I am 225: Shelli Brown

For Shelli Brown, art is freedom.

It’s allowed her to live life by her own terms—she has become a successful artist with no prior experience or even a single art class. But it’s also allowed her to combine some of her passions.

Growing up, the Denham Springs native was influenced by her mother’s love of art. Once Brown got to LSU, she earned a degree in kinesiology. So it’s no surprise one of her first series was a collection of abstract works celebrating the way the body moves.

“(Creating art) is so fulfilling,” Brown says. “I can’t imagine doing anything else or loving anything else as much as I love to do what I do.”

Brown is almost instinctual in the way she can see the body’s shape reflected in different objects, whether it’s actual nude statues during a visit to Florence, Italy, or the curves of her marble tub.

“I don’t know what came first: my love of the human form, or if that’s just what my brain sees.  But it’s like a magic eye,” says the mom-to-be.

To Brown, there is no shame when it comes to the human body. Her goal while creating her abstract pieces is to strip away the stigma of nude artwork and the idea that bodies must be covered up.

“I think that the mindset where we all have the same body is important,” she says.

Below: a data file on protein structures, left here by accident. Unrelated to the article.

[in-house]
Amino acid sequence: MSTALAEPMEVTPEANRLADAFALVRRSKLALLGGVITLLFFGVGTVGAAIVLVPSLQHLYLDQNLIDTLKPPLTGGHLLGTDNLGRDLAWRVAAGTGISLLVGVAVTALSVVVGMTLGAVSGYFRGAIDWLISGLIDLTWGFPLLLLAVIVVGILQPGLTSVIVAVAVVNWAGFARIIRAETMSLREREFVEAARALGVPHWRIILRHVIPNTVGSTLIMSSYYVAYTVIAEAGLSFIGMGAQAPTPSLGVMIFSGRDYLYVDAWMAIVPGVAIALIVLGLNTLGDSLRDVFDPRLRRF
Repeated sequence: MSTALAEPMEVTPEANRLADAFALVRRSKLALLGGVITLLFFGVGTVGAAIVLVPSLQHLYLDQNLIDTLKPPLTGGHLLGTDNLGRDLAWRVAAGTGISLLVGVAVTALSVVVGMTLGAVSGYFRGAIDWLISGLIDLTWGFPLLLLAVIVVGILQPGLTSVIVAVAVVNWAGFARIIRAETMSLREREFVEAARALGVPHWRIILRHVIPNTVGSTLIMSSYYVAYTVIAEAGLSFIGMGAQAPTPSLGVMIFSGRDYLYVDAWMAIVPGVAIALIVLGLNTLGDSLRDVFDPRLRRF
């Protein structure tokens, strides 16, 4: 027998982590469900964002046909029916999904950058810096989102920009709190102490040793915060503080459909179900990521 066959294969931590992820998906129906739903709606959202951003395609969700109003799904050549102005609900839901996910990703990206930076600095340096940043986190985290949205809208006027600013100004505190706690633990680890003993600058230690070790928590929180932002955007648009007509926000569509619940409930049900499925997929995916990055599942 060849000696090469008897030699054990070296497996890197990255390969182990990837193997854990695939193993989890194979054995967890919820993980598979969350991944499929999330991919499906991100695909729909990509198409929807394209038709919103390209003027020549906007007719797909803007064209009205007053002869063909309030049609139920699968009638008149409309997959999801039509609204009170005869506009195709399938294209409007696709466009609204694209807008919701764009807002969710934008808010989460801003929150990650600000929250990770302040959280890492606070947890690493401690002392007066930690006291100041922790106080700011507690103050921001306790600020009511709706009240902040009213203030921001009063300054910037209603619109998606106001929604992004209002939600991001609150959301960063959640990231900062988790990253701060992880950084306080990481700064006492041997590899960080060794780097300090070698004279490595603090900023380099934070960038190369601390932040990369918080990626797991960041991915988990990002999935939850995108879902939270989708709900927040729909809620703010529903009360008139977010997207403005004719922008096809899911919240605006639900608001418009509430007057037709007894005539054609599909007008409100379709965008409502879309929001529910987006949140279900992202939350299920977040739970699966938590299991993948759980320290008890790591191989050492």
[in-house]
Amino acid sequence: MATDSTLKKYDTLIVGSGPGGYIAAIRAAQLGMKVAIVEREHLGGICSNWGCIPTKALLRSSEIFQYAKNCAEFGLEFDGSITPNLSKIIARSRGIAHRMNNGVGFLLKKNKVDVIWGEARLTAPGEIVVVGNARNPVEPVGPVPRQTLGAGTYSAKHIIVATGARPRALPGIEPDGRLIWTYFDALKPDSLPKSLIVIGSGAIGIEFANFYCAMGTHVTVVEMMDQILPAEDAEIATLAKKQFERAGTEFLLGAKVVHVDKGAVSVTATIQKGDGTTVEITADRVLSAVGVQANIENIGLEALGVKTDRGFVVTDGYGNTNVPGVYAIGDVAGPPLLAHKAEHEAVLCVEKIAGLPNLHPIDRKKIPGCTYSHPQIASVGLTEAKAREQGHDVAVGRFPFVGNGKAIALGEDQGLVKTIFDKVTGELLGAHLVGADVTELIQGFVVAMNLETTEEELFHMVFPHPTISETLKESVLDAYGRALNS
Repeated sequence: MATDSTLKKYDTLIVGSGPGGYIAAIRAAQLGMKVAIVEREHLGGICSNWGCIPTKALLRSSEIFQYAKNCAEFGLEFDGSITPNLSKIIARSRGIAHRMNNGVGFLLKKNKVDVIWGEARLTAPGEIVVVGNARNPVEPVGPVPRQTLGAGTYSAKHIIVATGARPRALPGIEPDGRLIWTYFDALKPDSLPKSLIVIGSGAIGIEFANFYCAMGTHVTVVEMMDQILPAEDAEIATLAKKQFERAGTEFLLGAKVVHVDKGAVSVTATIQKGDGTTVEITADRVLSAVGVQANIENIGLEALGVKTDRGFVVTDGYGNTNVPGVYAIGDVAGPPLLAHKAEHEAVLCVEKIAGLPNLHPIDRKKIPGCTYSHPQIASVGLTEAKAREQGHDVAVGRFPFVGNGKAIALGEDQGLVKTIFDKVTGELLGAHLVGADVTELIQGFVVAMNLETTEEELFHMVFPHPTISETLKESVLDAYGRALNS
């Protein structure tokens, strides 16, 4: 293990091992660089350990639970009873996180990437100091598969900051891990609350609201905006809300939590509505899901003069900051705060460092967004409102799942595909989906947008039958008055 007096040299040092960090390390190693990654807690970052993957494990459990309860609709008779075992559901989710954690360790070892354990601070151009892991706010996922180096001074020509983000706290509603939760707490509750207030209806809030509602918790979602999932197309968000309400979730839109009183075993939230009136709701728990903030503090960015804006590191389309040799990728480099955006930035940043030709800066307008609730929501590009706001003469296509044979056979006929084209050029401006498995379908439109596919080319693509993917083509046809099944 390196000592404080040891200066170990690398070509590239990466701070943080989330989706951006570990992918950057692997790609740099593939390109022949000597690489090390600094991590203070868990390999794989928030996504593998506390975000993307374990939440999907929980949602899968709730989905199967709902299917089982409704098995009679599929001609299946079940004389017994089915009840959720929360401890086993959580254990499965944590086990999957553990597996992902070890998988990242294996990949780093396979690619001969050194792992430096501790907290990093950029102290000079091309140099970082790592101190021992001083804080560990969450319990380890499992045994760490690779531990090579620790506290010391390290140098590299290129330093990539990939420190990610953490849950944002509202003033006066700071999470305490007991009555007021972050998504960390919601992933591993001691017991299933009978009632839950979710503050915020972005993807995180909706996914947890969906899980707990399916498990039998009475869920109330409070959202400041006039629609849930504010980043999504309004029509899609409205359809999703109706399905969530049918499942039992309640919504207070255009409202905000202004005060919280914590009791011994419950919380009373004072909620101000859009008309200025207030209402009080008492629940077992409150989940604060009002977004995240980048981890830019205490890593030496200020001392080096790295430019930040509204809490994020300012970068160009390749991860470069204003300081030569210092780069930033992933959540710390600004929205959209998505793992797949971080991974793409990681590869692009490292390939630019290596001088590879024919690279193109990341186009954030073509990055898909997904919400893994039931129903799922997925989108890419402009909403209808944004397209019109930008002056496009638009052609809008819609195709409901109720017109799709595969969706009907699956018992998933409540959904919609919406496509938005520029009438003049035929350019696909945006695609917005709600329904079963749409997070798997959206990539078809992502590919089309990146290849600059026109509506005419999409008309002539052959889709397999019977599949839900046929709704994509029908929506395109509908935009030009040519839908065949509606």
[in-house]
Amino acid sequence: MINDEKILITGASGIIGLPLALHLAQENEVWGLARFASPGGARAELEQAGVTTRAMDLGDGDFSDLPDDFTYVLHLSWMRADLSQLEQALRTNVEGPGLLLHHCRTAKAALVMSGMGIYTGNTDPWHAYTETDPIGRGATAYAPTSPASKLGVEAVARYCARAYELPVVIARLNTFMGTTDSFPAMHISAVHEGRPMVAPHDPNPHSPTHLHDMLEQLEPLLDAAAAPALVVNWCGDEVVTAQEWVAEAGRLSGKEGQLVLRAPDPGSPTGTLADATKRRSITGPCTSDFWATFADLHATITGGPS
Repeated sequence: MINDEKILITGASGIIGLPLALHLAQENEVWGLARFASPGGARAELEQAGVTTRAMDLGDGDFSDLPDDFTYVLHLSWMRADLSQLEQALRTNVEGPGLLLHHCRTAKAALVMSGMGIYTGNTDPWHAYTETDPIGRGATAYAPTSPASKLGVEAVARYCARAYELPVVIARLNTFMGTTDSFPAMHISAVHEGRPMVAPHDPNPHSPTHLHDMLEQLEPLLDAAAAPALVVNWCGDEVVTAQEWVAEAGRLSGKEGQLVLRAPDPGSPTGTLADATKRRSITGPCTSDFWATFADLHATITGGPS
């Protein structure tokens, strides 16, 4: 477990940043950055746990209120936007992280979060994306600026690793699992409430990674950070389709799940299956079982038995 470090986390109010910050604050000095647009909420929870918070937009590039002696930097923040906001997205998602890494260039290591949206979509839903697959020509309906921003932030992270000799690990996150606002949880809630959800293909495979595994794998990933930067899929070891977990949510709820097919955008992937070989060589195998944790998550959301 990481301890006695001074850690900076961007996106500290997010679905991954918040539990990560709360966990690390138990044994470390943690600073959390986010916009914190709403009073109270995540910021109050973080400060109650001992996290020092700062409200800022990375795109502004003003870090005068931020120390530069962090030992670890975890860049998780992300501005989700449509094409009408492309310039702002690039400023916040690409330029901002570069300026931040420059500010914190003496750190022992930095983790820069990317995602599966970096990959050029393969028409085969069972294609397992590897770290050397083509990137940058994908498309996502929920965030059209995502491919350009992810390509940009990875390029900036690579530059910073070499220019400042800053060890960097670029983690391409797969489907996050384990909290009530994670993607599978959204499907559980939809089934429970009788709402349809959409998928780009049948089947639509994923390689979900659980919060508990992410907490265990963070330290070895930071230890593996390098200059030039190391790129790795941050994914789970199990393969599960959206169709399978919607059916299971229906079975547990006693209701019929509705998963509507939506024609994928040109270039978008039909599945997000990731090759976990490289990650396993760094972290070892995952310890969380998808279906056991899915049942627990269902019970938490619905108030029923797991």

Brown says she strives to keep her work subtle and tasteful.

Whether she’s painting with bright pastels or creating in grayscale, each piece celebrates the beauty of the body.

Even when the pandemic hit, she and her musician husband, Toby Tomplay, were able to keep spirits high, despite their jobs not being considered essential.

While in quarantine, they started their Rony the Tiger series. During social media livestreams every Wednesday, Brown, Tomplay and a special guest chat about art and music. Tomplay plays music, while Brown sings and paints her Rony the Tiger character. She’s depicted the colorful tiger doing “normal” activities, such as going to an LSU game or the beach—allowing viewers to live vicariously through him during shutdown.

And with the Rony series, it seems the couple’s work became essential during the pandemic, after all.

See Shelli Brown’s work

Browse her paintings at shellibrownart.com

This article was originally published in the May 2021 issue of 225 magazine.